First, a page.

Rishi Rai is a failed entrepreneur who has lost interest in the city of his dreams. A victim of the worldwide recession which smashed a lot of hopes, Rishi, however, is saved by a chance encounter with a travelling self- professed ‘hippie’ from America, who takes him on a long and arduous journey. This results in his seemingly normal life spiraling out of control.
Losing My Religion by Vishwas Mudagal is a story of self discovery. It tells the story of a Bangalore boy, who predictably launches a tech startup and sells it for a profit to pursue his dream of making some of the world’s best computer games. However, Rishi soon discovers that the world of gamers is not as vast as he thought, leading to his dream company being forced to close.
Rishi hits rock bottom after being forced to sell even the office furniture to keep his dream alive. It is then that he decides to forego his past and start afresh.
Primarily set in Bangalore, the adventures of Rishi and his ‘hippie’ friend Alex take the reader to some interesting places; ranging from the hills of Himachal Pradesh, where they first get to smoke the elusive ‘Malana Cream’ to the secluded beaches of Gokarna in Karnataka where the duo gain fame amongst the tourist crowd for running the most popular shack on Om beach and finally to New York for an amazing end to a journey which began halfway across the world.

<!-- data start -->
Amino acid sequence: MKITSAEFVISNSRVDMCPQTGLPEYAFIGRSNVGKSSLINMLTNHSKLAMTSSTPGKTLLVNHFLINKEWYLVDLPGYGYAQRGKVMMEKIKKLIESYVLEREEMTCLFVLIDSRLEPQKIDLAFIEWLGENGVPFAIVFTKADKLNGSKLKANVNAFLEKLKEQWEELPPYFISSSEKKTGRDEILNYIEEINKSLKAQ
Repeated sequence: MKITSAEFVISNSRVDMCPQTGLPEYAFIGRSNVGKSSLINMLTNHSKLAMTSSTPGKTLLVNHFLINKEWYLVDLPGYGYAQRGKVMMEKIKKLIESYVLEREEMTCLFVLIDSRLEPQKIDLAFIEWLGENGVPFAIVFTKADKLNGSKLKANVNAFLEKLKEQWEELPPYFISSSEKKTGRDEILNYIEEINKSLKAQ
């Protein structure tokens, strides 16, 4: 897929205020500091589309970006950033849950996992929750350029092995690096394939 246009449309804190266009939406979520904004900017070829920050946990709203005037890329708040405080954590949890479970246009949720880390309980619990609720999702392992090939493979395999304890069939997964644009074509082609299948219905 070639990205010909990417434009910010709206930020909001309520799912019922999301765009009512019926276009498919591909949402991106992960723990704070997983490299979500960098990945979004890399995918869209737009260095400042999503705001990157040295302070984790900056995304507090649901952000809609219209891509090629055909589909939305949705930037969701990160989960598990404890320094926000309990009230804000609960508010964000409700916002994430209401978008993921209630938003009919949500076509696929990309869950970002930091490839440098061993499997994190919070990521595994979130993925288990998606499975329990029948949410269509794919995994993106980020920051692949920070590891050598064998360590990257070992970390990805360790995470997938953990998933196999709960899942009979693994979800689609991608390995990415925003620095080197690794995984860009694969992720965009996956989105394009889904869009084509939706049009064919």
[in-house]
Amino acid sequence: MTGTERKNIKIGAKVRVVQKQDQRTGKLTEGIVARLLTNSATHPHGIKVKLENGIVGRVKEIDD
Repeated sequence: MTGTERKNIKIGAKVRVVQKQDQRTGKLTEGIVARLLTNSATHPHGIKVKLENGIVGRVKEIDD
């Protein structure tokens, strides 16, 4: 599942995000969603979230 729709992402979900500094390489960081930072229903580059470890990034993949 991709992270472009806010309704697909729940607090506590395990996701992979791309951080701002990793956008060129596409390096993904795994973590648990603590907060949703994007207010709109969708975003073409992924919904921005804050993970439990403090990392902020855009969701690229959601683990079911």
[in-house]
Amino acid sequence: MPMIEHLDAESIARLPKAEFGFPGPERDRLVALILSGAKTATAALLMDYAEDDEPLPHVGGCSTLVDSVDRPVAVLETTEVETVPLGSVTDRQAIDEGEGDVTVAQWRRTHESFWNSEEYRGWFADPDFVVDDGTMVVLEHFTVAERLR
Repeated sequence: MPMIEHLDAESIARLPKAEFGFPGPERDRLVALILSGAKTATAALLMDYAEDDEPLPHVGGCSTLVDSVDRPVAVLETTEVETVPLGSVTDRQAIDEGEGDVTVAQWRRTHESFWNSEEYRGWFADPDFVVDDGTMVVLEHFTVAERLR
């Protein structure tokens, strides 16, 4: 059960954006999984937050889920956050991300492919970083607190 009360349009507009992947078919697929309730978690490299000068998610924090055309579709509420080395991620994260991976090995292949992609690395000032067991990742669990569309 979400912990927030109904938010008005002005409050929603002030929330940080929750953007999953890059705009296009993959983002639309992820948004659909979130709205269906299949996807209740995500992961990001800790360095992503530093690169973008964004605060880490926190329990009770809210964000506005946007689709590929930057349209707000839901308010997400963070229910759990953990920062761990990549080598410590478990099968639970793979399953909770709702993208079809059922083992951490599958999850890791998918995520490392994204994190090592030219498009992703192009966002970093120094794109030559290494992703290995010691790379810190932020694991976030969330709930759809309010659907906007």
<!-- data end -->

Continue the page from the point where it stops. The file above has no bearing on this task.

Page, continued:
Written in a crisp, concise manner, the story is fast paced and progresses quickly. The language used is conversational and employs phrases that most youngsters would be comfortable with. The descriptions of classic games, Bangalore city and other locations in India provide for good insights into a culture which might seem alien to many foreigners. The author, Vishwas Mudagal, says in his foreword that the idea for the novel sprang from his real life experience, when he closed down his internet startup and decided to travel.
This experience perhaps adds that touch of extra detail to the story which can be appreciated by almost any youngster living in the IT capital of the country, where internet based startups are very common. Though a bit far fetched in its main plot which is introduced around the middle of the novel, the story keeps you engrossed. A page-turner this one.